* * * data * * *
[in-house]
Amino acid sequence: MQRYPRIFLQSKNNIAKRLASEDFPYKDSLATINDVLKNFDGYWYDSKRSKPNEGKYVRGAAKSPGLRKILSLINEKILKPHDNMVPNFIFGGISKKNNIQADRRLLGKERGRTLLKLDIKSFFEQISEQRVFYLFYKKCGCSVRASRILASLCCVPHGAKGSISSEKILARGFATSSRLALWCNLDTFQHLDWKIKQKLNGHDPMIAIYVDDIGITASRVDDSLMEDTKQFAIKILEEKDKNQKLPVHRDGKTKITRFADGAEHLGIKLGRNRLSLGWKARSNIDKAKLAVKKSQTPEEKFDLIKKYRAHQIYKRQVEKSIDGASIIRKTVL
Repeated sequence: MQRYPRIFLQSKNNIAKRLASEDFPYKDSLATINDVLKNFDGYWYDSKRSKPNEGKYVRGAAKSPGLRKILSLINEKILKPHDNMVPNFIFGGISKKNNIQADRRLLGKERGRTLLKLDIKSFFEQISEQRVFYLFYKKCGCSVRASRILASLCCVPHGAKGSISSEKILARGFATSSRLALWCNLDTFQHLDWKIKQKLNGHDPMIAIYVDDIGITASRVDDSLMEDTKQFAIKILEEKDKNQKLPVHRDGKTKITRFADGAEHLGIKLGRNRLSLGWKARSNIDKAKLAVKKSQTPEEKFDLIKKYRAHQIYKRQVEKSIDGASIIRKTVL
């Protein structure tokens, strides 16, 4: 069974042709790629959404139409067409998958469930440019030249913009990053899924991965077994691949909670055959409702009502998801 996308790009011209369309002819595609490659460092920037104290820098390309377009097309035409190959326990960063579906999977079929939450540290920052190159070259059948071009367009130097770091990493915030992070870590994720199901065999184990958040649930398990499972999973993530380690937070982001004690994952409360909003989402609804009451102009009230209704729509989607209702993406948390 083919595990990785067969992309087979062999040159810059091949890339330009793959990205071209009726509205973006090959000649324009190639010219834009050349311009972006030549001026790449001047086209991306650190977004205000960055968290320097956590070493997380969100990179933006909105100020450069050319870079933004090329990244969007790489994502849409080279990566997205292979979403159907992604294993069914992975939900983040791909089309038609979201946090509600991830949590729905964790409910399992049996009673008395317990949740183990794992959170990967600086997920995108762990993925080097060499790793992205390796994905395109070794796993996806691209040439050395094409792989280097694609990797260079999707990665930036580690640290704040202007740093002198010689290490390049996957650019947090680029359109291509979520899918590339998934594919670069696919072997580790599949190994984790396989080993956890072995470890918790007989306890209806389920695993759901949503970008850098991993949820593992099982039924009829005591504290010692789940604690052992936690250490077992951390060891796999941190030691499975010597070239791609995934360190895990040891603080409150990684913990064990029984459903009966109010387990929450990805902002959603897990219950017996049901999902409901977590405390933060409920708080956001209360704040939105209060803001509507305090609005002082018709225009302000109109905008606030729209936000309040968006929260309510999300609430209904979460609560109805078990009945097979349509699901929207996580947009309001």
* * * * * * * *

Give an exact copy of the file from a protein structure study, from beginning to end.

[in-house]
Amino acid sequence: MQRYPRIFLQSKNNIAKRLASEDFPYKDSLATINDVLKNFDGYWYDSKRSKPNEGKYVRGAAKSPGLRKILSLINEKILKPHDNMVPNFIFGGISKKNNIQADRRLLGKERGRTLLKLDIKSFFEQISEQRVFYLFYKKCGCSVRASRILASLCCVPHGAKGSISSEKILARGFATSSRLALWCNLDTFQHLDWKIKQKLNGHDPMIAIYVDDIGITASRVDDSLMEDTKQFAIKILEEKDKNQKLPVHRDGKTKITRFADGAEHLGIKLGRNRLSLGWKARSNIDKAKLAVKKSQTPEEKFDLIKKYRAHQIYKRQVEKSIDGASIIRKTVL
Repeated sequence: MQRYPRIFLQSKNNIAKRLASEDFPYKDSLATINDVLKNFDGYWYDSKRSKPNEGKYVRGAAKSPGLRKILSLINEKILKPHDNMVPNFIFGGISKKNNIQADRRLLGKERGRTLLKLDIKSFFEQISEQRVFYLFYKKCGCSVRASRILASLCCVPHGAKGSISSEKILARGFATSSRLALWCNLDTFQHLDWKIKQKLNGHDPMIAIYVDDIGITASRVDDSLMEDTKQFAIKILEEKDKNQKLPVHRDGKTKITRFADGAEHLGIKLGRNRLSLGWKARSNIDKAKLAVKKSQTPEEKFDLIKKYRAHQIYKRQVEKSIDGASIIRKTVL
């Protein structure tokens, strides 16, 4: 069974042709790629959404139409067409998958469930440019030249913009990053899924991965077994691949909670055959409702009502998801 996308790009011209369309002819595609490659460092920037104290820098390309377009097309035409190959326990960063579906999977079929939450540290920052190159070259059948071009367009130097770091990493915030992070870590994720199901065999184990958040649930398990499972999973993530380690937070982001004690994952409360909003989402609804009451102009009230209704729509989607209702993406948390 083919595990990785067969992309087979062999040159810059091949890339330009793959990205071209009726509205973006090959000649324009190639010219834009050349311009972006030549001026790449001047086209991306650190977004205000960055968290320097956590070493997380969100990179933006909105100020450069050319870079933004090329990244969007790489994502849409080279990566997205292979979403159907992604294993069914992975939900983040791909089309038609979201946090509600991830949590729905964790409910399992049996009673008395317990949740183990794992959170990967600086997920995108762990993925080097060499790793992205390796994905395109070794796993996806691209040439050395094409792989280097694609990797260079999707990665930036580690640290704040202007740093002198010689290490390049996957650019947090680029359109291509979520899918590339998934594919670069696919072997580790599949190994984790396989080993956890072995470890918790007989306890209806389920695993759901949503970008850098991993949820593992099982039924009829005591504290010692789940604690052992936690250490077992951390060891796999941190030691499975010597070239791609995934360190895990040891603080409150990684913990064990029984459903009966109010387990929450990805902002959603897990219950017996049901999902409901977590405390933060409920708080956001209360704040939105209060803001509507305090609005002082018709225009302000109109905008606030729209936000309040968006929260309510999300609430209904979460609560109805078990009945097979349509699901929207996580947009309001």